Last week’s decision by the International Court of Justice (ICJ) in The Gambia v. Myanmar is a big deal in the world of atrocity prevention. The court unanimously accepted Gambia’s request to order Myanmar to protect its Rohingya population from genocide. In so doing, the court showed that international law can be a vehicle to help end atrocities, while also reviving some faith in the concept of erga omnes obligations – grounded in the idea that some laws are so fundamental that all states have an interest in seeing them upheld.
Media coverage of the decision correctly noted that the ICJ has no direct enforcement power. But an ICJ order gives Rohingya advocates another means of pressuring those who can change the government of Myanmar’s calculus – and every bit counts.
The day before the decision was handed down, in a Hail Mary attempt to sway the court, the Myanmar government released the executive summary of the report from its “Independent Commission of Enquiry” (ICoE). The ICoE summary was dismissed by human rights activists as the propaganda that it was, and the media quickly moved onto covering the ICJ decision. But the summary is worth revisiting as another example of an emerging playbook for real-time genocide denial.
The Rohingya, a minority Muslim population, have faced decades of persecution in Myanmar. Discrimination against them is so entrenched that most Burmese refuse to utter the term “Rohingya,” instead referring to them with as “Bengalis,” which is used as a derogatory – and inaccurate — indication of their ostensible foreign status. Unable to claim citizenship, they also face restrictions on marriage and childbirth. And, despite the immense hopes of the international community, life for the Rohingya has only worsened since Nobel Peace Prize laureate Aung San Suu Kyi became the de facto head of the Myanmar government in 2016.
The formation of the ICoE was announced in 2018 after a United Nations Fact Finding Mission (FFM) released its damning report, which concluded that there were reasonable grounds to believe that the Myanmar military had committed genocide against the Rohingya. The ICoE was, in the words of the Myanmar government, a response to “false allegations made by the UN agencies and other international communities.”
Statements like these, in addition to commission member conflicts of interest, led the International Commission of Jurists to conclude that the ICoE could not be viewed as independent of the government of Myanmar. Unfortunately, that conclusion was borne out in the resulting executive summary of the report.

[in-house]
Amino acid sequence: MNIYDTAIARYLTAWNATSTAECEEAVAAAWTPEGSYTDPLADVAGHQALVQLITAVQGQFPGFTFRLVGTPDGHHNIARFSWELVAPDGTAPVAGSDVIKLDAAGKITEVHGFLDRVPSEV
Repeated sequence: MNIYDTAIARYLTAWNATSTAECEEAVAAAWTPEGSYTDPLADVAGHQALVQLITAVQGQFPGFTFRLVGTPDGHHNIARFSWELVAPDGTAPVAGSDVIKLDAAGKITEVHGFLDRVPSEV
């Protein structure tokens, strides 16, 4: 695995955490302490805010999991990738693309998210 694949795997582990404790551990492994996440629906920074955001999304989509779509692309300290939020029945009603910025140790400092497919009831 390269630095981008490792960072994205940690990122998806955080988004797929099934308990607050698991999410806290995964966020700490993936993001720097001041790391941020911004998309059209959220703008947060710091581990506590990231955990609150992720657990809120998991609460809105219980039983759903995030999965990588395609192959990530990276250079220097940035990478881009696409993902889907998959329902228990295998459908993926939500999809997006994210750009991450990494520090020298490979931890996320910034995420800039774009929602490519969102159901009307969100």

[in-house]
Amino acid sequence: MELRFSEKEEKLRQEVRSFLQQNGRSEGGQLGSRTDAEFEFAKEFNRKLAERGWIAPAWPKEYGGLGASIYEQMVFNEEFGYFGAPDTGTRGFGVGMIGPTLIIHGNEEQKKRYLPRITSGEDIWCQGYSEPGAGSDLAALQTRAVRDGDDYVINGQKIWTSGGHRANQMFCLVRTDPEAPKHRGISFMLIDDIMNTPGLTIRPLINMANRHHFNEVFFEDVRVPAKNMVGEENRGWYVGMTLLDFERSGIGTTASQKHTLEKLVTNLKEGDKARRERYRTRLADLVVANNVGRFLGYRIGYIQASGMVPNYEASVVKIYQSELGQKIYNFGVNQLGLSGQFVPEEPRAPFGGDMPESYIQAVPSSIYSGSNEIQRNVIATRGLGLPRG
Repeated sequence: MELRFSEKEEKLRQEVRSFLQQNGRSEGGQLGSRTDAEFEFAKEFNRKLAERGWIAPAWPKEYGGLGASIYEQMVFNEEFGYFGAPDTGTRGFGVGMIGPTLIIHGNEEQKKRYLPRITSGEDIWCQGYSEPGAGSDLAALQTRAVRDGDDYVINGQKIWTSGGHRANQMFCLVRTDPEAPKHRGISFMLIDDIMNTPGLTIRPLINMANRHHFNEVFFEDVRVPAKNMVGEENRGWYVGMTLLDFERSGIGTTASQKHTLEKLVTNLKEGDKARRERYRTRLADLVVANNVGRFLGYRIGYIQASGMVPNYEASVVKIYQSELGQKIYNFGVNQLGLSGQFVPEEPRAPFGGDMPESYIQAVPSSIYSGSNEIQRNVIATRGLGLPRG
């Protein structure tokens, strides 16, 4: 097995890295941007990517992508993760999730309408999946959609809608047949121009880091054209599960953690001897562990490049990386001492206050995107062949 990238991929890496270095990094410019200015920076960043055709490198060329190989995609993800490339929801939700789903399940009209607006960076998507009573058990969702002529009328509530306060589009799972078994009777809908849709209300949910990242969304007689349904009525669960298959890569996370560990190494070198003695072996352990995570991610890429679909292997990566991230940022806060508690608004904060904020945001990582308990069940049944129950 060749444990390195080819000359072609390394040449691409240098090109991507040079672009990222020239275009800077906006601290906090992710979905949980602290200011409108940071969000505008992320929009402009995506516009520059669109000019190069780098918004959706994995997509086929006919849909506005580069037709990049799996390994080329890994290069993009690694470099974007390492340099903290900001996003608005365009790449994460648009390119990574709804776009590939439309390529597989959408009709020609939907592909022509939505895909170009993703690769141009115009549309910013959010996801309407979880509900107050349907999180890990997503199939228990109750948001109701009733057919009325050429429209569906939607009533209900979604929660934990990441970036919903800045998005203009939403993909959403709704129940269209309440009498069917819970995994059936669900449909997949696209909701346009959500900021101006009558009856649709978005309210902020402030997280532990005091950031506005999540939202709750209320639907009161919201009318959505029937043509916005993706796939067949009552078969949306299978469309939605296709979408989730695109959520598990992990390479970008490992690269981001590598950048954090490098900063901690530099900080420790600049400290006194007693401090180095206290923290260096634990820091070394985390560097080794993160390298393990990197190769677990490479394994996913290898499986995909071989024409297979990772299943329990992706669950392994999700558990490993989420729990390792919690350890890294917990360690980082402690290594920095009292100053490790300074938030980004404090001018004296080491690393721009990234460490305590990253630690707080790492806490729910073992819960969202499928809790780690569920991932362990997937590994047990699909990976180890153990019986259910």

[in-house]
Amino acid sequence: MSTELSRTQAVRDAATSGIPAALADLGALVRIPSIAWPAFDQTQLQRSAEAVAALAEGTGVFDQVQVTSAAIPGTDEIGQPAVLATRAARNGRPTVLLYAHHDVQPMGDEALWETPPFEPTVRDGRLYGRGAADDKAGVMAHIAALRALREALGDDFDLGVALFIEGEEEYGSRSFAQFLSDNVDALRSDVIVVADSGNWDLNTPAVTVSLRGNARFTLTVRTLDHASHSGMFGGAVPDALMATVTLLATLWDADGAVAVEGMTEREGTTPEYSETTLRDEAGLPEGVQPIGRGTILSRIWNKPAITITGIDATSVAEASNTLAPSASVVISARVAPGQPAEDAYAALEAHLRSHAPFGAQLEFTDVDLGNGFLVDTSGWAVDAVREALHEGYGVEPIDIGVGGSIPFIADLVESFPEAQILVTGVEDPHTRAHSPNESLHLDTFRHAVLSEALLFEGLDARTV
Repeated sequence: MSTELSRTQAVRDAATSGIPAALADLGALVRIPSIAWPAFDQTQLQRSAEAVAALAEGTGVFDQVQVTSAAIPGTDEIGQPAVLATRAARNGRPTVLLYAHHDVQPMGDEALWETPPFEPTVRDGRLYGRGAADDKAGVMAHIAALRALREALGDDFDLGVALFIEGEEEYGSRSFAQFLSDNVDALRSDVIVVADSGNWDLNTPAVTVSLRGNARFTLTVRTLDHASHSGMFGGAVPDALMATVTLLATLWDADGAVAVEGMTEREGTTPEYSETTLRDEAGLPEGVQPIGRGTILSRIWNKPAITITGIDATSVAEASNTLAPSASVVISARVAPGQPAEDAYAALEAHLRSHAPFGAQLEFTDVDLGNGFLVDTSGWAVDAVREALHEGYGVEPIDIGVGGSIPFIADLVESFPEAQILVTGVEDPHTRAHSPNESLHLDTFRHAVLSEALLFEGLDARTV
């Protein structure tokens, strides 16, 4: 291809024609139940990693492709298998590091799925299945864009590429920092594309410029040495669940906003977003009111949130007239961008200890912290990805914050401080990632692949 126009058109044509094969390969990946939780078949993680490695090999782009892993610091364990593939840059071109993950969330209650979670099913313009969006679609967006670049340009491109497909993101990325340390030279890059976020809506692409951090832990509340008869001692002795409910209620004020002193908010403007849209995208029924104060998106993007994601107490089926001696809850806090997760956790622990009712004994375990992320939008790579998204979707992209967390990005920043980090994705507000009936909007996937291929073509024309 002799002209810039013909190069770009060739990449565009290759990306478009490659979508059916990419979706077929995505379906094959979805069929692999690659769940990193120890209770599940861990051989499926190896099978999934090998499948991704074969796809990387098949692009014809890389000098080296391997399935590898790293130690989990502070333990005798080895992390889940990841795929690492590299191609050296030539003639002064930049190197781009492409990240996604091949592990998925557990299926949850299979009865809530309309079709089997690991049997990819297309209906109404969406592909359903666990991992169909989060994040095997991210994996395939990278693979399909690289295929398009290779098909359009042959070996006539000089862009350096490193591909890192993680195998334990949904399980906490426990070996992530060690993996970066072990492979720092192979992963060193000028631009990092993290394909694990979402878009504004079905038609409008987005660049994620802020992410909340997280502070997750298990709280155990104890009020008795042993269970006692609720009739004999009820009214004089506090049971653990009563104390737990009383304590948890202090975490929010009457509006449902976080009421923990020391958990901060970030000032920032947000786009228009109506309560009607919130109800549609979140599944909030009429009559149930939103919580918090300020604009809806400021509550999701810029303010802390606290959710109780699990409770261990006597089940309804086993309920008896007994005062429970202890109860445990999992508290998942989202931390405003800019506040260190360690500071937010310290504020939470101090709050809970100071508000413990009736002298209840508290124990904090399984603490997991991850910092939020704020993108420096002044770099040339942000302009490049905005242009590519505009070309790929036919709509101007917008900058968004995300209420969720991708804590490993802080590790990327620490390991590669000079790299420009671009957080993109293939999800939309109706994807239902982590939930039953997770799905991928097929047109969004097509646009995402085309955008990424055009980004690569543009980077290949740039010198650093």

Denial Even as the Brutality Unfolds
The practice of genocide denial stretches back generations. But historically, it has mostly been an after-the-fact phenomenon due to the relative rarity of external scrutiny while genocide was actually underway. More recently, though, external actors have been able to spur a major and sustained outcry over atrocities that has forced governments to respond as the brutality unfolds. Human rights activists have been aided by a combination of satellite imagery and social media that allows information to flow out, even as governments have mostly barred journalists and investigators from entering the conflict zone.
The Sudanese government of then-President Omar al-Bashir gained early experience in the practice of real-time genocide denial during the Darfur atrocities. In writing Fighting for Darfur, I tracked every public statement from 2003 to 2010 offered by the Sudanese government on the violence. What emerged was a script that ran something like this:
The government in response to initial reports:
We have been seeking to protect our government and people from insurgents.* In attempting to quash this rebellion, war crimes have probably been committed. Yes, villages have been burned, property has been looted. We take these issues seriously, but it must be recognized that such things happen in war. Sometimes things get out of control. We are working hard to ensure security.
* The insurgents are, or are perceived to be, part of the group that is being persecuted.
The government in response to external investigations: